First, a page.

When an infection causes illness serious enough to land someone in the hospital, the single most important pearl of clinical wisdom gleaned over the past year may be this: Treat the right patient with the right drug at the right time.
The axiom of individualized treatment is hardly new. While it also applies to many other diseases, it may be especially relevant in COVID-19 for several reasons.
COVID-19 is a shapeshifting disease that goes through an acute and an inflammatory phase, each demanding a different treatment.
Timing is critical in treatment choice, but staging infection is not always straightforward because of the pre-symptomatic phase and the great variability in presentation.
“The vast majority of people do not have very many symptoms early on, so when you come to the hospital with progressing disease, we do not know whether you’ve been infected for three days or 13 days,” Baden said.
During the acute phase—typically the first seven days of infection—the virus enters the body and starts cranking out copies of itself. As the virus begins to spread, the immune system kicks into high gear to combat the invader. Viral replication slows down and eventually stops. The disease transitions to its next phase, defined by immune-fueled inflammation. The most serious complications of COVID-19 tend to occur precisely during this second phase, largely as a result of an overly exuberant immune response that may damage various organs and tissues. Which organ gets damaged in the crossfire between host and pathogen varies from person to person. For one it could be the lungs, for another the kidneys or liver, and for a third the heart or the brain.
The cardinal features of serious COVID-19 are: Respiratory illness marked by low oxygen levels due to lung damage, endothelial dysfunction—damage to the blood vessels that promotes clotting—and immune-driven complications that could affect any number of organs.
The acute phase requires therapies that target viral replication or antibody-based treatments that block the virus’s entry into cells. This is the window of opportunity to halt progression and prevent complications that might otherwise occur during the subsequent inflammatory phase. Once the disease reaches the inflammatory stage, the treatment needs to target the sources of inflammation and tame the overactive immune response.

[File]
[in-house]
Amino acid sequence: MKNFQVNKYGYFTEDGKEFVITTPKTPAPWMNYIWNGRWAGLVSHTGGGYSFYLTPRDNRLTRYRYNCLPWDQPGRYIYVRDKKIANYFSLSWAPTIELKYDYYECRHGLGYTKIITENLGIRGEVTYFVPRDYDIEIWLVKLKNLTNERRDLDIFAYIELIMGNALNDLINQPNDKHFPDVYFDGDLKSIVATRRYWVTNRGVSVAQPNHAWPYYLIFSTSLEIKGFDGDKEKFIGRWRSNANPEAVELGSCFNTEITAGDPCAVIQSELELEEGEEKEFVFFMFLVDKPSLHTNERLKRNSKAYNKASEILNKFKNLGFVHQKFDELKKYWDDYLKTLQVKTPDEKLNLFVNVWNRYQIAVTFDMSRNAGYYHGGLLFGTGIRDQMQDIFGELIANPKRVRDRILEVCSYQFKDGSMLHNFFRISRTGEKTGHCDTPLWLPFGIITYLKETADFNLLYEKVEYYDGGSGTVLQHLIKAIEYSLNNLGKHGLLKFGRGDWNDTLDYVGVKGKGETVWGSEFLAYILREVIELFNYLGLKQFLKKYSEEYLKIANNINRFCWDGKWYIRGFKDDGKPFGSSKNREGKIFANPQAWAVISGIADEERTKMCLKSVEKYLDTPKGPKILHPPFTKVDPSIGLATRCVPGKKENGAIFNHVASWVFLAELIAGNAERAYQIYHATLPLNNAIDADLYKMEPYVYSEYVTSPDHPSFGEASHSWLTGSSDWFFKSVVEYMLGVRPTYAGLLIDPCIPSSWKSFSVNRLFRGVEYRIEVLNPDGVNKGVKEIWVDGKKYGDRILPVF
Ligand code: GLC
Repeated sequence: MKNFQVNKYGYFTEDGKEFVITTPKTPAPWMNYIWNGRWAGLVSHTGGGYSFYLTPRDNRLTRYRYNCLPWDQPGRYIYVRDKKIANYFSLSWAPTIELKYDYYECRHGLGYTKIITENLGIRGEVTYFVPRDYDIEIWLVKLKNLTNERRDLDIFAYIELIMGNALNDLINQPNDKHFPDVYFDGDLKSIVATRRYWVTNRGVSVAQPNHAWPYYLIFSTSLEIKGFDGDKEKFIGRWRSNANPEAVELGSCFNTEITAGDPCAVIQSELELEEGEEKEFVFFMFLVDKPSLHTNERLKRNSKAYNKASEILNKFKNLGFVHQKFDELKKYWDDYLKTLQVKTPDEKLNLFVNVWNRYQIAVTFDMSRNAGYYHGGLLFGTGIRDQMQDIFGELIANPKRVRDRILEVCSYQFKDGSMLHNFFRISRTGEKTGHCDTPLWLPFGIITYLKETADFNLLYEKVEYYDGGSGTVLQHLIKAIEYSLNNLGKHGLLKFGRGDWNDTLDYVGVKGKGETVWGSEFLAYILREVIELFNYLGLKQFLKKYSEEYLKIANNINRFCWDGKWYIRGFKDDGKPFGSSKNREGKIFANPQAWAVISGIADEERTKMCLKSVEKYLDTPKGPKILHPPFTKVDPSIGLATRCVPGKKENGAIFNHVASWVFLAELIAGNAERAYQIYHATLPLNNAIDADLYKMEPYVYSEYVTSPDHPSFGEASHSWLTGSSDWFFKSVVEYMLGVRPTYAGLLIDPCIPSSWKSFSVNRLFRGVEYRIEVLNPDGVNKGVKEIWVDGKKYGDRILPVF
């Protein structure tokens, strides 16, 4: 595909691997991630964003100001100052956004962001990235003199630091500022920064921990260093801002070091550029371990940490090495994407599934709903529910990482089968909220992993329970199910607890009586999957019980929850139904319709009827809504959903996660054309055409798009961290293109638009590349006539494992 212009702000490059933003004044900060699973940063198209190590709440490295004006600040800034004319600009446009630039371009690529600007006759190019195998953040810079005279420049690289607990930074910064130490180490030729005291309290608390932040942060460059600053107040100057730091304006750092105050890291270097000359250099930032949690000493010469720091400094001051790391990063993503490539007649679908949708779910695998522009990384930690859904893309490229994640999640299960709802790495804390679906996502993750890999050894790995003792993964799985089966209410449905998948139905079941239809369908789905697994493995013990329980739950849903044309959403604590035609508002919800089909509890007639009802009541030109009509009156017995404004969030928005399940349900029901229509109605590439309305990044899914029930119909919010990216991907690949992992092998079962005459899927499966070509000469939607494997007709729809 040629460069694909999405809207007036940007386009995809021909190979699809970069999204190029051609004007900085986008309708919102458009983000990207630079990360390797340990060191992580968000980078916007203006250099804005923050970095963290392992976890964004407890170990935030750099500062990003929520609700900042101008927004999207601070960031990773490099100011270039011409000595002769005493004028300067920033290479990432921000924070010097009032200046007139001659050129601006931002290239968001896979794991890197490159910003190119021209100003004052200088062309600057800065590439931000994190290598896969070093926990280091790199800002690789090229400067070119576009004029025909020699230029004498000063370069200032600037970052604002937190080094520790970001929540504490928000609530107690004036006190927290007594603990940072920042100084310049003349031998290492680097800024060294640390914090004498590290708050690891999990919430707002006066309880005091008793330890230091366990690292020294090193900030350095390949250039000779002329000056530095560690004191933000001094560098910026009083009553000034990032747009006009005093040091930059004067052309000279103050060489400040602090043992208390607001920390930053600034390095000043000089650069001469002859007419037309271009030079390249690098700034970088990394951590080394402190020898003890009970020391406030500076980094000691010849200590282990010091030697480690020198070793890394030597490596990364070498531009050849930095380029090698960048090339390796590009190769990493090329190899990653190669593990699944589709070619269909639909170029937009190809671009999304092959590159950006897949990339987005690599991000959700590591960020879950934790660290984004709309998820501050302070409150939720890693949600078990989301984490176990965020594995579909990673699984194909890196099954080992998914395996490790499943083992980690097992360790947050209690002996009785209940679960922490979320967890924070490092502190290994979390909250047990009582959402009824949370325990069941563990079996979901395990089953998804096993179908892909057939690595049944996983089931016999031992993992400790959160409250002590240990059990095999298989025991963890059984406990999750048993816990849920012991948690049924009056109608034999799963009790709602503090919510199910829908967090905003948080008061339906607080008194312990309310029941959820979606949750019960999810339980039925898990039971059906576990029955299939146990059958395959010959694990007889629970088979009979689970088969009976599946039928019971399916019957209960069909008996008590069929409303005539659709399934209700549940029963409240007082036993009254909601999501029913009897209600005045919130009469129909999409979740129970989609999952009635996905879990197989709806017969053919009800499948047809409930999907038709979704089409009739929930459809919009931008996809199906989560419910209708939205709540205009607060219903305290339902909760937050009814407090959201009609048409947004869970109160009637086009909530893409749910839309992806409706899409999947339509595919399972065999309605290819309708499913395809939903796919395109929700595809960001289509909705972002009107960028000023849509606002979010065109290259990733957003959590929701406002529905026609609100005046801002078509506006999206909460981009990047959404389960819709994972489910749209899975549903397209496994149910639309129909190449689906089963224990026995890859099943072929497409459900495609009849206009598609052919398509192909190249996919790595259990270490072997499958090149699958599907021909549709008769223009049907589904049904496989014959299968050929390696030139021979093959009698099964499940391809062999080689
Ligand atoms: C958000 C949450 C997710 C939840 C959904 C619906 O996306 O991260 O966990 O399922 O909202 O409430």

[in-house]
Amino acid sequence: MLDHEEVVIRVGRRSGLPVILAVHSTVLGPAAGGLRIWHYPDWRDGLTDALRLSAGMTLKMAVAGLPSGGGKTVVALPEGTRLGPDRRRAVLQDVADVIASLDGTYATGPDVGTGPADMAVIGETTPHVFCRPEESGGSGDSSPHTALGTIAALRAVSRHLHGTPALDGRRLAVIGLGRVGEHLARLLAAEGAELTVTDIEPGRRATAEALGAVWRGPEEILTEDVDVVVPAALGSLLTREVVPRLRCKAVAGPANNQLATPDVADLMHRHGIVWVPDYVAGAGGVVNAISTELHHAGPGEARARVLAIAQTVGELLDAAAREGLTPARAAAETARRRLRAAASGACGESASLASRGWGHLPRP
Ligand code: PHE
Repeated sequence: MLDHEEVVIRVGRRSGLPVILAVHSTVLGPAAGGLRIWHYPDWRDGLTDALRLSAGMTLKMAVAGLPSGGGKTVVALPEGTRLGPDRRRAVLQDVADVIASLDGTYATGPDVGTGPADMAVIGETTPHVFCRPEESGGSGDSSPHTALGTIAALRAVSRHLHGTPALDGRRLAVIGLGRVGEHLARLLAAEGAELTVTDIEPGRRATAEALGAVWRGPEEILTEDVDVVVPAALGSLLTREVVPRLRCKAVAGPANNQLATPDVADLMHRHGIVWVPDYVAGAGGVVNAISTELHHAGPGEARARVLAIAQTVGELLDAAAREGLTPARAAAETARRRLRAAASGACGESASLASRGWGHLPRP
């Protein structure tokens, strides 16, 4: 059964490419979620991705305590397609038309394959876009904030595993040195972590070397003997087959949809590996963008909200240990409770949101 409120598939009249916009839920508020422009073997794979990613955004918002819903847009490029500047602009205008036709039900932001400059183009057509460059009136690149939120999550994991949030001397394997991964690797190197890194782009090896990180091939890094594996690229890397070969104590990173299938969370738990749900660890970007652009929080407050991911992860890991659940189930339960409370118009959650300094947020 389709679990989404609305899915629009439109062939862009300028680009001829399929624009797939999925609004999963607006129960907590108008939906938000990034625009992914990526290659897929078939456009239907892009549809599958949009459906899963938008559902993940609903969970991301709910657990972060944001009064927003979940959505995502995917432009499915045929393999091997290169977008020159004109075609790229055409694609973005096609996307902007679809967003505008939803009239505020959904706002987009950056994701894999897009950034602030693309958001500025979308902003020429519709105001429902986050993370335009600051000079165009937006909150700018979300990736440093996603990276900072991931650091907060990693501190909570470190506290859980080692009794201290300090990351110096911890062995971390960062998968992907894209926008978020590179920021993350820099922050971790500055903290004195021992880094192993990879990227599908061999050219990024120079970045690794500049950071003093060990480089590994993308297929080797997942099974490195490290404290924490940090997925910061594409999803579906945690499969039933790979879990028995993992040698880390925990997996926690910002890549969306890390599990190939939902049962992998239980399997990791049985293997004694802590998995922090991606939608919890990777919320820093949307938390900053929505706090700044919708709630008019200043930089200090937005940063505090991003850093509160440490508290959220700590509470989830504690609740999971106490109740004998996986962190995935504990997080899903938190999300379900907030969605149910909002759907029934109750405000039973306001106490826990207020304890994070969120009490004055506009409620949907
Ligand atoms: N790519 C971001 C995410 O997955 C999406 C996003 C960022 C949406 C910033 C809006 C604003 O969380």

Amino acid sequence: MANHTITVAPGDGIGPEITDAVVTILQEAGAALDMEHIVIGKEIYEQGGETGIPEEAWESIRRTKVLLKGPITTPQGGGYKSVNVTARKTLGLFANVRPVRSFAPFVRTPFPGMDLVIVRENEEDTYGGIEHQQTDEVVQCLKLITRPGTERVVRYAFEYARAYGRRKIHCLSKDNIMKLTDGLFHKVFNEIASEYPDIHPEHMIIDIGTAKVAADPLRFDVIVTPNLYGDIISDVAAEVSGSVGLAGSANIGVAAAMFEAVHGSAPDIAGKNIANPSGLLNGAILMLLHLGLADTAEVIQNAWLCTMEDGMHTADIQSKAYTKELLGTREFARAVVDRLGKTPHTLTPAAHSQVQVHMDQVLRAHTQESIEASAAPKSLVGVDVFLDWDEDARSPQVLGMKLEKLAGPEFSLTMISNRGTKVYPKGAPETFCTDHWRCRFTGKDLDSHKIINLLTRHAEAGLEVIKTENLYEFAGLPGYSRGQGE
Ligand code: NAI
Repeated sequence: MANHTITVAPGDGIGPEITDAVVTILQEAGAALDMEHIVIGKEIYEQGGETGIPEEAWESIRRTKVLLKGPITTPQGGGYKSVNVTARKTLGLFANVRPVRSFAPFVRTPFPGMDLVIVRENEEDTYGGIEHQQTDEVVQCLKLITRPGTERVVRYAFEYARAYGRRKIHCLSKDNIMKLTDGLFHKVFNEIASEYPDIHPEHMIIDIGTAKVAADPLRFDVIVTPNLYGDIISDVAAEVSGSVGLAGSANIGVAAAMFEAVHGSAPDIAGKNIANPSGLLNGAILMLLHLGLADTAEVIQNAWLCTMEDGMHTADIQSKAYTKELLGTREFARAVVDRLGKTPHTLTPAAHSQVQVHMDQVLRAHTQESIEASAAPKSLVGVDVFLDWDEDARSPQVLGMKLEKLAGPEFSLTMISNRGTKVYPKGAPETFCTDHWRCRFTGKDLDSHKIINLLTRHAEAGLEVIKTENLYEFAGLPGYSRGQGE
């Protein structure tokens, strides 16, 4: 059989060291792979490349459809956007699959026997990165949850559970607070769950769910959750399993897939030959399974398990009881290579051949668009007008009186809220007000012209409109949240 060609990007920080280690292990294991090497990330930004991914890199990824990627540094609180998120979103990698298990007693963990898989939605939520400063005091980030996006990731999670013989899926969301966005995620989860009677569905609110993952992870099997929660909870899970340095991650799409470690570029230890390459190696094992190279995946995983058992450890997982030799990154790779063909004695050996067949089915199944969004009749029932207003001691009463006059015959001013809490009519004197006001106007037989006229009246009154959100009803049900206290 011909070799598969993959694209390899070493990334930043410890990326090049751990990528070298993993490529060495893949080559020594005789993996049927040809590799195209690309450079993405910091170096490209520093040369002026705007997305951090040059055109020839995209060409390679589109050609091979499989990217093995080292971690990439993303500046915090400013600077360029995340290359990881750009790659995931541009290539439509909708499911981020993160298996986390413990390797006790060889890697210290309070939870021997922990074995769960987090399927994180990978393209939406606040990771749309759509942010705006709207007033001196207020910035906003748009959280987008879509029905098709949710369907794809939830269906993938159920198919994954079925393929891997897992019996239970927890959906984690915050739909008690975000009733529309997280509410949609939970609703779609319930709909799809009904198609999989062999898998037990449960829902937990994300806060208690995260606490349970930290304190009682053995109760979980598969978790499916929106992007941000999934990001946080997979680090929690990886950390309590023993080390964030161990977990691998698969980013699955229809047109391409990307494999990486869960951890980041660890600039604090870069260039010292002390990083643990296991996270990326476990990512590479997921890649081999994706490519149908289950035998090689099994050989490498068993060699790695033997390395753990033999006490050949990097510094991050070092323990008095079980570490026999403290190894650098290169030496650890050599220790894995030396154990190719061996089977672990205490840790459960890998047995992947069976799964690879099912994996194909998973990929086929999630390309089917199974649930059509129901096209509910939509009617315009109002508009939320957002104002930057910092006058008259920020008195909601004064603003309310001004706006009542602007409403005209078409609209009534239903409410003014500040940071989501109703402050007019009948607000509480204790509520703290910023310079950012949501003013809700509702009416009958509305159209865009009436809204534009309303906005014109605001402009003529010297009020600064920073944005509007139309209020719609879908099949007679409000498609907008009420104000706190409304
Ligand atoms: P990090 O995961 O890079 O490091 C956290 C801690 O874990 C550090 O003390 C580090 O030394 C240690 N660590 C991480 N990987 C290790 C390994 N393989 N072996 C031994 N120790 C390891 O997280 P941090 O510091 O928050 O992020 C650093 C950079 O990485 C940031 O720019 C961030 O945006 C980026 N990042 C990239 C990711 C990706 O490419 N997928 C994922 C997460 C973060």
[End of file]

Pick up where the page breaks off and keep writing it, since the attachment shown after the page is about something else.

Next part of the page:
No two patients with COVID-19 are alike. The virus replicates at different speed and for different lengths of time in different people, and it triggers different immune responses in each person. For example, it is now known that patients with compromised immunity have longer periods of viral replication, which could extend beyond the seventh day of infection and could lead to more severe disease. But these variations do not always align with the presence of underlying disorders.
The individual variability in immune response even among those without underlying conditions remains a black box in understanding disease progression, Bassett said.
One question that researchers will be looking into is whether there may be various immune profiles among infected patients, depending on which arm of the immune system and which immune pathway is abnormally activated.
An evolving arsenal of therapies
COVID-19 treatments fall in three broad categories: those targeting the virus, those targeting the systemic inflammation and those aimed at organ-specific dysfunctions. This latter group of supportive treatments includes breathing-support, such as noninvasive supplemental oxygen to intubation for those with critical illness.
Treatments for the acute phase include antiviral drugs, which work by disrupting viral replication, and antibody-based therapies, which work by blocking viral entry into cells.
Antiviral and antibody-based treatments work best when delivered in the early days of infection—preferably within five or seven days of infection. One way to determine who might benefit from these treatments is to check a patient’s blood for antibodies. If a patient is already developing antibodies, it means their immune system has marshalled defenses. Giving antivirals or antibody treatments to these patients is much less likely to offer much benefit, Bassett and Baden said.